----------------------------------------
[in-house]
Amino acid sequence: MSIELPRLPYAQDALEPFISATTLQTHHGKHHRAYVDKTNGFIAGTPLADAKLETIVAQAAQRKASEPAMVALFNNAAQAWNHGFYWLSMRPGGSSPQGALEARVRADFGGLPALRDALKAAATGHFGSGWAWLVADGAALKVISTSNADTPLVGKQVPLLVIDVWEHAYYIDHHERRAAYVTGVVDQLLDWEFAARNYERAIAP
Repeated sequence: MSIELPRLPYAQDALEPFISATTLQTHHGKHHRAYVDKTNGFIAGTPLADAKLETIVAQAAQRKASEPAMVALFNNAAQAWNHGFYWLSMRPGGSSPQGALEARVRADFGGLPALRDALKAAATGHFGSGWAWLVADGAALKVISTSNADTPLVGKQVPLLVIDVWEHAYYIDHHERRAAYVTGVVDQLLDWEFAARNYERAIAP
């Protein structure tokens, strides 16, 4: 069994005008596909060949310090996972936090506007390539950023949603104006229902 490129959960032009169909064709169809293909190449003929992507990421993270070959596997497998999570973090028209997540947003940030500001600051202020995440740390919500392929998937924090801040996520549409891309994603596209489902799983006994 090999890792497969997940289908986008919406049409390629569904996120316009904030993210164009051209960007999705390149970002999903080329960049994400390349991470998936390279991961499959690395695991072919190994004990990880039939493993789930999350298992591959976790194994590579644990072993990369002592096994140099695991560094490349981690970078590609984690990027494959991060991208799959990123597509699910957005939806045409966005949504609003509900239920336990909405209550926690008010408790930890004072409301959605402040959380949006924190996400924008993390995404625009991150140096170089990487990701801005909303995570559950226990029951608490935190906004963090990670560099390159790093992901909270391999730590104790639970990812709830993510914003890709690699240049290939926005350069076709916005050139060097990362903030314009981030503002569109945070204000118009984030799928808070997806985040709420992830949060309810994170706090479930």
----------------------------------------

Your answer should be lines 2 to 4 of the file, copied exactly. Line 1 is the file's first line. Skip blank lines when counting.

Amino acid sequence: MSIELPRLPYAQDALEPFISATTLQTHHGKHHRAYVDKTNGFIAGTPLADAKLETIVAQAAQRKASEPAMVALFNNAAQAWNHGFYWLSMRPGGSSPQGALEARVRADFGGLPALRDALKAAATGHFGSGWAWLVADGAALKVISTSNADTPLVGKQVPLLVIDVWEHAYYIDHHERRAAYVTGVVDQLLDWEFAARNYERAIAP
Repeated sequence: MSIELPRLPYAQDALEPFISATTLQTHHGKHHRAYVDKTNGFIAGTPLADAKLETIVAQAAQRKASEPAMVALFNNAAQAWNHGFYWLSMRPGGSSPQGALEARVRADFGGLPALRDALKAAATGHFGSGWAWLVADGAALKVISTSNADTPLVGKQVPLLVIDVWEHAYYIDHHERRAAYVTGVVDQLLDWEFAARNYERAIAP
């Protein structure tokens, strides 16, 4: 069994005008596909060949310090996972936090506007390539950023949603104006229902 490129959960032009169909064709169809293909190449003929992507990421993270070959596997497998999570973090028209997540947003940030500001600051202020995440740390919500392929998937924090801040996520549409891309994603596209489902799983006994 090999890792497969997940289908986008919406049409390629569904996120316009904030993210164009051209960007999705390149970002999903080329960049994400390349991470998936390279991961499959690395695991072919190994004990990880039939493993789930999350298992591959976790194994590579644990072993990369002592096994140099695991560094490349981690970078590609984690990027494959991060991208799959990123597509699910957005939806045409966005949504609003509900239920336990909405209550926690008010408790930890004072409301959605402040959380949006924190996400924008993390995404625009991150140096170089990487990701801005909303995570559950226990029951608490935190906004963090990670560099390159790093992901909270391999730590104790639970990812709830993510914003890709690699240049290939926005350069076709916005050139060097990362903030314009981030503002569109945070204000118009984030799928808070997806985040709420992830949060309810994170706090479930």